Getting a Christmas tree this year was exactly what I needed. With the move and dissertation stresses and work chaos, the sparkling lights of the tree and the scent of evergreen throughout the new house was just what the doctor ordered. What did the doctor NOT order?
Aphids. And lots of them.
As it turns out, evergreens are occasionally infested with a wonderful little species called Cinara Aphids. Especially evergreens in North Carolina. How do you know if your tree is infested? You find these nasty little creatures all over the floor beneath your Christmas tree. As your tree warms up inside from the cold, the little creatures come alive and start moving. As I was cleaning up the house yesterday morning, I looked at the floor beneath my tree -- don't ask me why -- and it looked like there was a carpet of black bugs moving all over the hardwoods.
I did my best to not freak the hell out, but, of course, I failed miserably. I thought for sure they were ticks, and, with three dogs in the house, I kinda lost it. I swept them all up into a glass container (to show JD because I knew he wouldn't believe me when I told him) and googled the phrase "I found black tick-like bugs under my Christmas tree." Seriously. And I got about one million returns. (No joke. You can google the phrase yourself.)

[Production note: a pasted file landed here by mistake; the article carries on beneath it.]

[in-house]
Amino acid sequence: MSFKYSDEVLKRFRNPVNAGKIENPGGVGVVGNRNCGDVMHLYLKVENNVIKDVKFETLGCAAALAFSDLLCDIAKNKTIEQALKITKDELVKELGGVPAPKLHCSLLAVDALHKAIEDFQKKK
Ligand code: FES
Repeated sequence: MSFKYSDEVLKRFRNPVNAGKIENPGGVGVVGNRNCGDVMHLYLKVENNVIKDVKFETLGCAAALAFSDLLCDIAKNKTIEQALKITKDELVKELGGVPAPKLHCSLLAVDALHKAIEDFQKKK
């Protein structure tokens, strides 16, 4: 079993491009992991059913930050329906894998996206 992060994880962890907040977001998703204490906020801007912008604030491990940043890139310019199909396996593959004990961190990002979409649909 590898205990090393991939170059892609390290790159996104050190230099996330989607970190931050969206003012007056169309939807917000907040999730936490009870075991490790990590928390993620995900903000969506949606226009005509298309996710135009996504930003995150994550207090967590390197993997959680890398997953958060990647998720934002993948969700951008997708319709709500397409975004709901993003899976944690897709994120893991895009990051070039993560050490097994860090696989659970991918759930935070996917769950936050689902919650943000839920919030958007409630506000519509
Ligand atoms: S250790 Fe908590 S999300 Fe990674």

Breathing a huge sigh of relief after discovering that they were aphids and not ticks, I then discovered that they die and fall from the tree after giving birth to LIVE YOUNG. That sealed the deal. The tree had to go. I usually wait until Epiphany to take down the Christmas stuff, but everything changes when your Christmas tree has literally thousand of bugs crawling all over it.
Thankfully, the bugs were just skeevy and not really dangerous. They only eat conifer trees and don't bother furniture or fabrics or animals. But still ... they were gross. And the best part? They make a nasty purple stain when they are smooshed so you have to be really careful when getting rid of them.